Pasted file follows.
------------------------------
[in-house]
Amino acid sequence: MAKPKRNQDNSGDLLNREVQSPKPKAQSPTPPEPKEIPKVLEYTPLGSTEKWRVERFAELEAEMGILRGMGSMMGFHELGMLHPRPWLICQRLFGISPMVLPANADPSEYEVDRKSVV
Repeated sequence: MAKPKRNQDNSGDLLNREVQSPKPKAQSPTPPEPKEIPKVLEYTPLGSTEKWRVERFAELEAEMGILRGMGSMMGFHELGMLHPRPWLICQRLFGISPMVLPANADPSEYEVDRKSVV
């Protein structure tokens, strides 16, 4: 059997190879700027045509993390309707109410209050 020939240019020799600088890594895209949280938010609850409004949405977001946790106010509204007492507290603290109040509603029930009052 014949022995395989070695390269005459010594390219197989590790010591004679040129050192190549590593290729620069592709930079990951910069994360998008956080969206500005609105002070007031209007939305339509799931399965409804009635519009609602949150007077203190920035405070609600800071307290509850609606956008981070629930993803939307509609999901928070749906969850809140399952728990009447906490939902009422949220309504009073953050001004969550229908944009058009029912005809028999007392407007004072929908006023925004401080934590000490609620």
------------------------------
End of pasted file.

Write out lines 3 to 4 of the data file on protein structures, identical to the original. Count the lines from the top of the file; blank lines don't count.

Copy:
Repeated sequence: MAKPKRNQDNSGDLLNREVQSPKPKAQSPTPPEPKEIPKVLEYTPLGSTEKWRVERFAELEAEMGILRGMGSMMGFHELGMLHPRPWLICQRLFGISPMVLPANADPSEYEVDRKSVV
């Protein structure tokens, strides 16, 4: 059997190879700027045509993390309707109410209050 020939240019020799600088890594895209949280938010609850409004949405977001946790106010509204007492507290603290109040509603029930009052 014949022995395989070695390269005459010594390219197989590790010591004679040129050192190549590593290729620069592709930079990951910069994360998008956080969206500005609105002070007031209007939305339509799931399965409804009635519009609602949150007077203190920035405070609600800071307290509850609606956008981070629930993803939307509609999901928070749906969850809140399952728990009447906490939902009422949220309504009073953050001004969550229908944009058009029912005809028999007392407007004072929908006023925004401080934590000490609620």